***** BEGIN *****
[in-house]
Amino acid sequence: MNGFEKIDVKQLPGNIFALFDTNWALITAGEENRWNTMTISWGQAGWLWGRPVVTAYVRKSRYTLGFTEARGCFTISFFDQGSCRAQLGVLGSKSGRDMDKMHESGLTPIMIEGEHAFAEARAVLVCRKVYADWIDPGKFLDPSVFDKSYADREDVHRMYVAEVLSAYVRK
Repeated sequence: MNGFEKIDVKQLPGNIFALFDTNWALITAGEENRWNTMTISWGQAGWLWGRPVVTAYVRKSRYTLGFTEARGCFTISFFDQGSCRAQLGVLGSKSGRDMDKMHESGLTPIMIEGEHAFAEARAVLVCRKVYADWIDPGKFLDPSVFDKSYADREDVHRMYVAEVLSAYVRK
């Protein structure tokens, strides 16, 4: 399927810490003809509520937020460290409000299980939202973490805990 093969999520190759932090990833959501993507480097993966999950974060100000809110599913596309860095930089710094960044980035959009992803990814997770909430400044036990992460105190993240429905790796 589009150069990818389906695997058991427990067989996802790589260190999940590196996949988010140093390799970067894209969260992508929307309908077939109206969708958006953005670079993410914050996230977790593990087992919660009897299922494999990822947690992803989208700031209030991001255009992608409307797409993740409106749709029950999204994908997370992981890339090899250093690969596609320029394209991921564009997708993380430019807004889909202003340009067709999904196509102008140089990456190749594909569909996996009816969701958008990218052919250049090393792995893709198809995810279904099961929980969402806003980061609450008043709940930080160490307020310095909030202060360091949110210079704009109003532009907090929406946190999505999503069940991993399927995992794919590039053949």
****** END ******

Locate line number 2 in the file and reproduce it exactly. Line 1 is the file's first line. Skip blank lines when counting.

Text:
Amino acid sequence: MNGFEKIDVKQLPGNIFALFDTNWALITAGEENRWNTMTISWGQAGWLWGRPVVTAYVRKSRYTLGFTEARGCFTISFFDQGSCRAQLGVLGSKSGRDMDKMHESGLTPIMIEGEHAFAEARAVLVCRKVYADWIDPGKFLDPSVFDKSYADREDVHRMYVAEVLSAYVRK